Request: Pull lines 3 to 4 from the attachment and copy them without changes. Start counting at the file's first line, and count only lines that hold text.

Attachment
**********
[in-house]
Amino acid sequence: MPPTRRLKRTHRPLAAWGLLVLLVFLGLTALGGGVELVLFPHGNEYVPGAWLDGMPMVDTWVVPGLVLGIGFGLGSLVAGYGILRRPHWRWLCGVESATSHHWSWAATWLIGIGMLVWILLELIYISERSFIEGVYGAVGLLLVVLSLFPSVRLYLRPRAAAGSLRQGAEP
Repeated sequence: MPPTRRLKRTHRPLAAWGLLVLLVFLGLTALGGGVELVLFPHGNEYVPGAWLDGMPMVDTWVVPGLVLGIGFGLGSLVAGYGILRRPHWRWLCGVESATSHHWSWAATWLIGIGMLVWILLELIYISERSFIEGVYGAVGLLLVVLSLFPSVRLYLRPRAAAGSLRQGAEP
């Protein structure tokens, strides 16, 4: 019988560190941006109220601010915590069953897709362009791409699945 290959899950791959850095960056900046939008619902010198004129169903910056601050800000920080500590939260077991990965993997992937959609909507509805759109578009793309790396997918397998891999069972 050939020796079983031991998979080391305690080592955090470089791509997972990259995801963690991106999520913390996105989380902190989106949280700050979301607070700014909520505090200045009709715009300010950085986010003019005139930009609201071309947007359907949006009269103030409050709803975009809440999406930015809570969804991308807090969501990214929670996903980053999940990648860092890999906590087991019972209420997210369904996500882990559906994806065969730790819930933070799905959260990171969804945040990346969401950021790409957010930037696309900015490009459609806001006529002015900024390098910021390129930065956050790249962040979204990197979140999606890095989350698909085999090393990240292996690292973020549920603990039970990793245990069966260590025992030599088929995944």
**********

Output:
Repeated sequence: MPPTRRLKRTHRPLAAWGLLVLLVFLGLTALGGGVELVLFPHGNEYVPGAWLDGMPMVDTWVVPGLVLGIGFGLGSLVAGYGILRRPHWRWLCGVESATSHHWSWAATWLIGIGMLVWILLELIYISERSFIEGVYGAVGLLLVVLSLFPSVRLYLRPRAAAGSLRQGAEP
């Protein structure tokens, strides 16, 4: 019988560190941006109220601010915590069953897709362009791409699945 290959899950791959850095960056900046939008619902010198004129169903910056601050800000920080500590939260077991990965993997992937959609909507509805759109578009793309790396997918397998891999069972 050939020796079983031991998979080391305690080592955090470089791509997972990259995801963690991106999520913390996105989380902190989106949280700050979301607070700014909520505090200045009709715009300010950085986010003019005139930009609201071309947007359907949006009269103030409050709803975009809440999406930015809570969804991308807090969501990214929670996903980053999940990648860092890999906590087991019972209420997210369904996500882990559906994806065969730790819930933070799905959260990171969804945040990346969401950021790409957010930037696309900015490009459609806001006529002015900024390098910021390129930065956050790249962040979204990197979140999606890095989350698909085999090393990240292996690292973020549920603990039970990793245990069966260590025992030599088929995944």